“COPY” Projects Social Housing Karspeldreef Block AB / Dick van Gameren architectenSave this projectSaveKarspeldreef Block AB / Dick van Gameren architecten Year: CopyAbout this officeDick van Gameren architectenOfficeFollow#TagsProjectsBuilt ProjectsSelected ProjectsResidential ArchitectureSocial HousingAmsterdamHousingThe NetherlandsPublished on September 21, 2011Cite: “Karspeldreef Block AB / Dick van Gameren architecten” 21 Sep 2011. ArchDaily. Accessed 12 Jun 2021.
Housing Cinematographer’s House and Studio / Inside Out Architecture ArchDaily United Kingdom Projects “COPY” “COPY” Photographs Architects: Inside Out Architecture Area Area of this architecture project Area: 263 m² Area: 263 m² Year Completion year of this architecture project 2012 Year: Cinematographer’s House and Studio / Inside Out ArchitectureSave this projectSaveCinematographer’s House and Studio / Inside Out Architecture ShareFacebookTwitterPinterestWhatsappMailOrhttps://www.archdaily.com/407762/cinematographer-s-house-and-studio-inside-out-architecture Clipboard ShareFacebookTwitterPinterestWhatsappMailOrhttps://www.archdaily.com/407762/cinematographer-s-house-and-studio-inside-out-architecture Clipboard Save this picture!© Ed Reeve+ 30 Share 2012 CopyHousing•Kilburn, United Kingdom photographs: Ed ReevePhotographs: Ed Reeve Save this picture!© Ed ReeveText description provided by the architects. The layout of the house is uniquely tailored to the client’s specific lifestyle and livelihood, with a number of unusual spaces including a high-spec cinema, a double height library and a renovated warehouse studio complimenting the more traditional domestic spaces.Save this picture!© Ed ReeveThe house’s picturesque urban setting adds to its singular character, sited on the edge of Kilburn Grange Park. A series of double-height sliding glazed screens take full advantage of these panoramic landscapes, with frameless corners eroding the division between house and park. Save this picture!© Ed ReeveThe ancillary spaces are, by contrast, quite tactile and personal. Intimate bathrooms are located within freestanding joinery pods while the narrowness and subdued lighting of the main staircase helps to create a dramatic sense of arrival as you step into any of the main spaces. While the oak and stone add a sense of warmth to the white interiors, the restrained material palette of the main spaces acts as a canvas for the ever-visible green landscape outside.Save this picture!SectionProject gallerySee allShow lessVan Alen Institute Announces Ground/Work Competition FinalistsArchitecture NewsAD Interviews: Reinier de GraafInterviewsProject locationAddress:Kilburn, London, United KingdomLocation to be used only as a reference. It could indicate city/country but not exact address. Share Year: CopyAbout this officeInside Out ArchitectureOfficeFollow#TagsProjectsBuilt ProjectsSelected ProjectsResidential ArchitectureHousingKilburnHousesUnited KingdomPublished on July 30, 2013Cite: “Cinematographer’s House and Studio / Inside Out Architecture” 30 Jul 2013. ArchDaily. Accessed 11 Jun 2021.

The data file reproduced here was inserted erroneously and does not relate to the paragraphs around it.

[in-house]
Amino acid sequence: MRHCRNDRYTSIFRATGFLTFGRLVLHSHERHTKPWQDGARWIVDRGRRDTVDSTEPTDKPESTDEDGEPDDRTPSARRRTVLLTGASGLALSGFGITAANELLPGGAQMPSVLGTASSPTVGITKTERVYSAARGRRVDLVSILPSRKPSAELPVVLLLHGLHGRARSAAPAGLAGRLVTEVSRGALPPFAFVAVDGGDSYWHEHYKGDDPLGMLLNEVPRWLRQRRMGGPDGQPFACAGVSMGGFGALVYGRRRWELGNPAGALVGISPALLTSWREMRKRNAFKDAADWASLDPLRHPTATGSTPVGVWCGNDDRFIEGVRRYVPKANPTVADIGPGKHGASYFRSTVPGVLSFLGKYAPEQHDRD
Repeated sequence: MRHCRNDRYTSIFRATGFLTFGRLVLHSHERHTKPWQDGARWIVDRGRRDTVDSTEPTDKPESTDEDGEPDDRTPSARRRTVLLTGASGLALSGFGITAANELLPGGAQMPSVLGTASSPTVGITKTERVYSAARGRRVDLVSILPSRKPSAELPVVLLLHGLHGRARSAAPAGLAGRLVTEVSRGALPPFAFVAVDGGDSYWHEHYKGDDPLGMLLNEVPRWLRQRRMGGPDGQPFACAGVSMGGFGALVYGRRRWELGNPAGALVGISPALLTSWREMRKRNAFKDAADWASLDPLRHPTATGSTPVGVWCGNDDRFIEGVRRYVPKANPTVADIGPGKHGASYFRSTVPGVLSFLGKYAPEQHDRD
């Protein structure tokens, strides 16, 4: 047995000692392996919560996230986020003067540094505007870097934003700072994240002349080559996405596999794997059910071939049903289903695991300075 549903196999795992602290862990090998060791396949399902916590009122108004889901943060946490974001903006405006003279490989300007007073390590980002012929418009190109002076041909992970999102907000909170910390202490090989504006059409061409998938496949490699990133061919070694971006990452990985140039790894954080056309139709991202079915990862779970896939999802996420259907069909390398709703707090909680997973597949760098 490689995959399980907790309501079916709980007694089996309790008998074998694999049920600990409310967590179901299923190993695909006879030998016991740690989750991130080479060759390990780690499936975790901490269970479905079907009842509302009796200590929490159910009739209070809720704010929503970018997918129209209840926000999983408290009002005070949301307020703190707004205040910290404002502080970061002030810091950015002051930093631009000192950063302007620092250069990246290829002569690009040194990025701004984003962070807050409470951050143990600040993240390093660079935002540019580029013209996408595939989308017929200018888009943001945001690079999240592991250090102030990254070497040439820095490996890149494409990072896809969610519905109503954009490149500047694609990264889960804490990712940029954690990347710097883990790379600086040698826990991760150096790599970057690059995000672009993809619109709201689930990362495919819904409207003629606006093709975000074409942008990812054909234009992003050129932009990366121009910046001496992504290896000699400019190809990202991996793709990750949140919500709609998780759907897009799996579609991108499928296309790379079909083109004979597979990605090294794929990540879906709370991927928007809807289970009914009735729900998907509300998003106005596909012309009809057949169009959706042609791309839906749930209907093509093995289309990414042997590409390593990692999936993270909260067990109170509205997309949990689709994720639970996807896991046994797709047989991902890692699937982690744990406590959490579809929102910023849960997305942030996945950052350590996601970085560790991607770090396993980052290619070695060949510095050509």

AddThis Sharing ButtonsShare to TwitterTwitterShare to FacebookFacebookShare to LinkedInLinkedInShare to EmailEmailShare to WhatsAppWhatsAppShare to MessengerMessengerShare to MoreAddThis About Howard Lake Howard Lake is a digital fundraising entrepreneur. Publisher of UK Fundraising, the world’s first web resource for professional fundraisers, since 1994. Trainer and consultant in digital fundraising. Founder of Fundraising Camp and co-founder of GoodJobs.org.uk. Researching massive growth in giving. Tagged with: Recruitment / people 22 total views, 1 views today AddThis Sharing ButtonsShare to TwitterTwitterShare to FacebookFacebookShare to LinkedInLinkedInShare to EmailEmailShare to WhatsAppWhatsAppShare to MessengerMessengerShare to MoreAddThis Specialist charity lawyer Shivaji Shiva has joined Exeter-based Michelmores LLP as Head of Charity Law. He joins from Russell-Cooke solicitors in London, where he was a partner.Shivaji advises charities and other not-for-profit organisations on a variety of issues encompassing constitutional and governance advice, restructures and mergers, and a range of commercial work including service level agreements, fundraising agreements; grant agreements and intellectual property including copyright, trade mark and copyright.Malcolm Dickinson, head of Michelmore Business Team said: “Shivaji’s all-round commercial expertise will be of immense use to the charity sector which is a fast-growing practice area for the firm.”Shivaji said: “My aim is to combine that expertise with my own experience and my long-standing personal and professional commitment to the sector to develop an acknowledged centre of excellence for legal advice to charities and other voluntary organisations both in the South West and nationally.”www.michelmores.com Howard Lake | 17 January 2008 | News Charity law expert joins Michelmores